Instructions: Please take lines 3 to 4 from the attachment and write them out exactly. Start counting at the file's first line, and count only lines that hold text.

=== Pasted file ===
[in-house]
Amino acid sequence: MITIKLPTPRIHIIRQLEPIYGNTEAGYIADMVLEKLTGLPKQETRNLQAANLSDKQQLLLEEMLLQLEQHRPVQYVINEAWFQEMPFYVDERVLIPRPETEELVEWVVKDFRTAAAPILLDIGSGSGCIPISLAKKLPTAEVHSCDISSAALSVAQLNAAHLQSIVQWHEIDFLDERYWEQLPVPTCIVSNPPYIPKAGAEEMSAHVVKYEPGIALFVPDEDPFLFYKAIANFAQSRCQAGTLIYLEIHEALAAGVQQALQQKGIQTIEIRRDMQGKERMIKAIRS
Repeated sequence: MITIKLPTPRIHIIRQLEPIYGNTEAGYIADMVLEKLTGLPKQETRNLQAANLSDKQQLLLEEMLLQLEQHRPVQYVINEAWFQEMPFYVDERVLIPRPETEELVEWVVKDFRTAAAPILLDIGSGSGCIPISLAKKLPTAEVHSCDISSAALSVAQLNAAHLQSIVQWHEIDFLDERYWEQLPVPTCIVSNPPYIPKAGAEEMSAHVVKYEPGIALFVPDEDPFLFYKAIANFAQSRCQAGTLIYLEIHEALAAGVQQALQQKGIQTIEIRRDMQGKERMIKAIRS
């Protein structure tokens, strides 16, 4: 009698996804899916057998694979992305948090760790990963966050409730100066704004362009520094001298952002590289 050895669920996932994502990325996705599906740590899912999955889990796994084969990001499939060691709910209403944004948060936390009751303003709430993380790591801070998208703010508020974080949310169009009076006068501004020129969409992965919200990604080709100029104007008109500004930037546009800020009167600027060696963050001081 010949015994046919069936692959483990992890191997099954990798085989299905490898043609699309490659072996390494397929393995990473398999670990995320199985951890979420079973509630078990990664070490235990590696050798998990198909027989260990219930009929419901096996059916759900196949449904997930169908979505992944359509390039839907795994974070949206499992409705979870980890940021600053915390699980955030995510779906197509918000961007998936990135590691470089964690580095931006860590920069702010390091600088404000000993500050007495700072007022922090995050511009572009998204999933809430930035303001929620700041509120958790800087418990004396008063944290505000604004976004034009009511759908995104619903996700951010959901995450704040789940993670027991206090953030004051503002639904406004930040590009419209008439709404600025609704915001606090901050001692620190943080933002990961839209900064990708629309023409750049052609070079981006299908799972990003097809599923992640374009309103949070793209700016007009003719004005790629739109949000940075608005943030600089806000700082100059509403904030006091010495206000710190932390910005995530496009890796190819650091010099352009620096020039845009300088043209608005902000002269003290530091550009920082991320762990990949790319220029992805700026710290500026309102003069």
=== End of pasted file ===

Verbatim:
Repeated sequence: MITIKLPTPRIHIIRQLEPIYGNTEAGYIADMVLEKLTGLPKQETRNLQAANLSDKQQLLLEEMLLQLEQHRPVQYVINEAWFQEMPFYVDERVLIPRPETEELVEWVVKDFRTAAAPILLDIGSGSGCIPISLAKKLPTAEVHSCDISSAALSVAQLNAAHLQSIVQWHEIDFLDERYWEQLPVPTCIVSNPPYIPKAGAEEMSAHVVKYEPGIALFVPDEDPFLFYKAIANFAQSRCQAGTLIYLEIHEALAAGVQQALQQKGIQTIEIRRDMQGKERMIKAIRS
């Protein structure tokens, strides 16, 4: 009698996804899916057998694979992305948090760790990963966050409730100066704004362009520094001298952002590289 050895669920996932994502990325996705599906740590899912999955889990796994084969990001499939060691709910209403944004948060936390009751303003709430993380790591801070998208703010508020974080949310169009009076006068501004020129969409992965919200990604080709100029104007008109500004930037546009800020009167600027060696963050001081 010949015994046919069936692959483990992890191997099954990798085989299905490898043609699309490659072996390494397929393995990473398999670990995320199985951890979420079973509630078990990664070490235990590696050798998990198909027989260990219930009929419901096996059916759900196949449904997930169908979505992944359509390039839907795994974070949206499992409705979870980890940021600053915390699980955030995510779906197509918000961007998936990135590691470089964690580095931006860590920069702010390091600088404000000993500050007495700072007022922090995050511009572009998204999933809430930035303001929620700041509120958790800087418990004396008063944290505000604004976004034009009511759908995104619903996700951010959901995450704040789940993670027991206090953030004051503002639904406004930040590009419209008439709404600025609704915001606090901050001692620190943080933002990961839209900064990708629309023409750049052609070079981006299908799972990003097809599923992640374009309103949070793209700016007009003719004005790629739109949000940075608005943030600089806000700082100059509403904030006091010495206000710190932390910005995530496009890796190819650091010099352009620096020039845009300088043209608005902000002269003290530091550009920082991320762990990949790319220029992805700026710290500026309102003069």